Nearby National Parks and Historic Sites
Antietam National Battlefield
The bloodiest one-day battle in American history ... 23,000 soldiers were killed, wounded or missing after twelve hours of fighting on September 17, 1862. The Battle of Antietam ended the Confederate Army of Northern Virginia’s first invasion into the North and led to Abraham Lincoln’s issuance of the preliminary Emancipation Proclamation.
Catoctin Mountain Park
Catoctin's diverse cultural resources provide several vignettes of our nation's history in one small location. Native Americans quarried rhyolite for the production of lithic tools. A charcoal and iron industry is still visible today, along with smaller industries including farms, sawmills, and an old moonshine still. Historic structures and products of the Works Progress Administration and the Civilian Conservation Corps, along with the site of our nation's first Job CorpsC enter, are tangible reminders of the capability of vigorous youth programs to strengthen the nation’s economic and social fabric. The totality of resources found in Catoctin Mountain Park reflects much of the early fabric of our country.
Chesapeake and Ohio Canal National Historical Park
America’s colorful Canal era and transportation history is preserved at the 184.5-mile long Chesapeake & Ohio Canal National Historical Park. Originally, the C&O Canal was a lifeline for communities and businesses along the Potomac River as coal, lumber, grain and other agricultural products floated down the canal to market. Today it welcomes millions of visitors who hike or bike the C&O Canal each year to enjoy the natural, cultural and recreational opportunities available.
Gettysburg National Military Park
The Battle of Gettysburg was a turning point in the Civil War -- a Union victory in the summer of 1863 that ended General Robert E. Lee's second and most ambitious invasion of the North. It was the war's bloodiest battle with 51,000 casualties. Gettysburg also provided President Abraham Lincoln with the setting for his most famous address.
Harpers Ferry National Historical Park
Visit this historic community, at the confluence of the Potomac and Shenandoah Rivers and step into the past. Harpers Ferry offers a wide variety of experiences for visitors of all ages. Indeed, Thomas Jefferson wrote, "the scene is worth a voyage across the Atlantic."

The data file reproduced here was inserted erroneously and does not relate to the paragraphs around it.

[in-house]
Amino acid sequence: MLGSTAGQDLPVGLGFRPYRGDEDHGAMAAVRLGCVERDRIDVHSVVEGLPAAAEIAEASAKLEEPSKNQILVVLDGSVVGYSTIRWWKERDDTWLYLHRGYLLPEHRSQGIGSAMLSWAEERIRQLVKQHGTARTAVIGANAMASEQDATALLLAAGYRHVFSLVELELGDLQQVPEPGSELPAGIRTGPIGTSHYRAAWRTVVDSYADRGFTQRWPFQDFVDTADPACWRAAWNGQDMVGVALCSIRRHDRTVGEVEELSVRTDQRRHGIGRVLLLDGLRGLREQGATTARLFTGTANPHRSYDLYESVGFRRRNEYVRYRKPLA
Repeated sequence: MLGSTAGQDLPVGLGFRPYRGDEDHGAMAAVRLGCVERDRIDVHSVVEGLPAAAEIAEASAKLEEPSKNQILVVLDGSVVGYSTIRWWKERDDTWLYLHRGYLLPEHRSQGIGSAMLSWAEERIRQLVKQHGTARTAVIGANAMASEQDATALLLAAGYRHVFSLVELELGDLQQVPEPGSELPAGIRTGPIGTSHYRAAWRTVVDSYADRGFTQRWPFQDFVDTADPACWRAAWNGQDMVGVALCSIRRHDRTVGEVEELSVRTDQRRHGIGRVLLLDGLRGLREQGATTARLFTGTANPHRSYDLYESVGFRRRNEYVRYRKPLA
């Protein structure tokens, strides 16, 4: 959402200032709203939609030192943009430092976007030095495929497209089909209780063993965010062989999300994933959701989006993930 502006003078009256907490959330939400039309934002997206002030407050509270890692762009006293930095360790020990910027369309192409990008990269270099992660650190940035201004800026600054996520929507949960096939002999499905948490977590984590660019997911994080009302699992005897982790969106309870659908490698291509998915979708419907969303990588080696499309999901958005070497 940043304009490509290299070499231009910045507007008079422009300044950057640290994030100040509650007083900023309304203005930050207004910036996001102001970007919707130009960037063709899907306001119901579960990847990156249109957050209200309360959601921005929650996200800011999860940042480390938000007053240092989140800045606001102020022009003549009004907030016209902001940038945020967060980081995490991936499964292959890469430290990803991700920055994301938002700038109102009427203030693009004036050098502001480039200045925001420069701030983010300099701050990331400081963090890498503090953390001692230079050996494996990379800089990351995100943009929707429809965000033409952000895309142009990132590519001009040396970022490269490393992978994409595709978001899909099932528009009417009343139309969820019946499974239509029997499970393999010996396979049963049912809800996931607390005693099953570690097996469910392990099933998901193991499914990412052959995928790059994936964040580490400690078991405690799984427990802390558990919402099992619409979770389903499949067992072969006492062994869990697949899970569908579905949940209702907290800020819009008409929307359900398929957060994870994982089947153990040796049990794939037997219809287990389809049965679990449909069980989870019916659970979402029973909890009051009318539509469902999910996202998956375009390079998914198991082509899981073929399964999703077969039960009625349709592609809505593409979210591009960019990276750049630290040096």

Other Area Attractions
National Museum of Civil War Medicine
The National Museum of Civil War Medicine is "the premiere repository of exhibits and artifacts devoted to the technological and procedural advances made in the medical field between 1861-1865. These changes occurred in the midst of tremendous social and economic upheaval. The Museum is committed to effectively weaving the narrative of suffering soldiers, caregivers, their families and the dramatic and innovative developments in medical treatment."
Rose Hill Manor Park and Children's Museum
Rose Hill Manor Park is an eighteenth century Manor situated just outside downtown Frederick, and was the retirement home of Thomas Johnson, Maryland’s first elected governor.
Schifferstadt Architectural Museum
Built in 1756, Schifferstadt Architectural Museum is the oldest building in the city of Frederick, Maryland and among the best examples of early German-Colonial Architecture in the country.
Frederick County, Maryland is home to a diverse community of museums and historic sites. Visitors may experience the past in the intimate settings of small historic houses, through in-depth museum exhibits, or in the expanse of historic landscapes in our parks where historic, cultural and natural resources are preserved. Museums, historic sites and other participating organizations of the Frederick Historic Sites Consortium are included here.
Frederick County, Maryland, the location of Monocacy National Battlefield, is less than one hour from Washington, D.C., Baltimore, and nearby Gettysburg, Antietam, and Harpers Ferry. Visit the Frederick County Tourism page for a guide to the attractions, historic sites, and Civil War heritage that the county has to offer.